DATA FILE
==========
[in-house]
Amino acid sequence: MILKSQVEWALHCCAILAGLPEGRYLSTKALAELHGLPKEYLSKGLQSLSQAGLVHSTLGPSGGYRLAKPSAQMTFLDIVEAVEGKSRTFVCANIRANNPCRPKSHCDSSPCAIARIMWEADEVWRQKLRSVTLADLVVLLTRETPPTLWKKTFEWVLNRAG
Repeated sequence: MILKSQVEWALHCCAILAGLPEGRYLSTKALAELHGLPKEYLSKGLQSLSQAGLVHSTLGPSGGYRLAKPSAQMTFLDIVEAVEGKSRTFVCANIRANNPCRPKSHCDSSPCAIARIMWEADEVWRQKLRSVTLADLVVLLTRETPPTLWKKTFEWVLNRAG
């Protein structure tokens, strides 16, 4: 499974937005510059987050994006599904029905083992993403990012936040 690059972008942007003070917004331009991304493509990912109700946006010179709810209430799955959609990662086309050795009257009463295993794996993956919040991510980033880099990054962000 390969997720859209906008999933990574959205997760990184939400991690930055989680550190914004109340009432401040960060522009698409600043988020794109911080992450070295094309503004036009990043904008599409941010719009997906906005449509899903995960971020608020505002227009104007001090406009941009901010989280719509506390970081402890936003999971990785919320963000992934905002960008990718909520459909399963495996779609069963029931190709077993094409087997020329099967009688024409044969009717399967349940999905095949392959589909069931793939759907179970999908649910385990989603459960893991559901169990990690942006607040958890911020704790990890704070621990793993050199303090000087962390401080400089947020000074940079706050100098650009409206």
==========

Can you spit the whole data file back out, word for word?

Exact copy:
[in-house]
Amino acid sequence: MILKSQVEWALHCCAILAGLPEGRYLSTKALAELHGLPKEYLSKGLQSLSQAGLVHSTLGPSGGYRLAKPSAQMTFLDIVEAVEGKSRTFVCANIRANNPCRPKSHCDSSPCAIARIMWEADEVWRQKLRSVTLADLVVLLTRETPPTLWKKTFEWVLNRAG
Repeated sequence: MILKSQVEWALHCCAILAGLPEGRYLSTKALAELHGLPKEYLSKGLQSLSQAGLVHSTLGPSGGYRLAKPSAQMTFLDIVEAVEGKSRTFVCANIRANNPCRPKSHCDSSPCAIARIMWEADEVWRQKLRSVTLADLVVLLTRETPPTLWKKTFEWVLNRAG
């Protein structure tokens, strides 16, 4: 499974937005510059987050994006599904029905083992993403990012936040 690059972008942007003070917004331009991304493509990912109700946006010179709810209430799955959609990662086309050795009257009463295993794996993956919040991510980033880099990054962000 390969997720859209906008999933990574959205997760990184939400991690930055989680550190914004109340009432401040960060522009698409600043988020794109911080992450070295094309503004036009990043904008599409941010719009997906906005449509899903995960971020608020505002227009104007001090406009941009901010989280719509506390970081402890936003999971990785919320963000992934905002960008990718909520459909399963495996779609069963029931190709077993094409087997020329099967009688024409044969009717399967349940999905095949392959589909069931793939759907179970999908649910385990989603459960893991559901169990990690942006607040958890911020704790990890704070621990793993050199303090000087962390401080400089947020000074940079706050100098650009409206």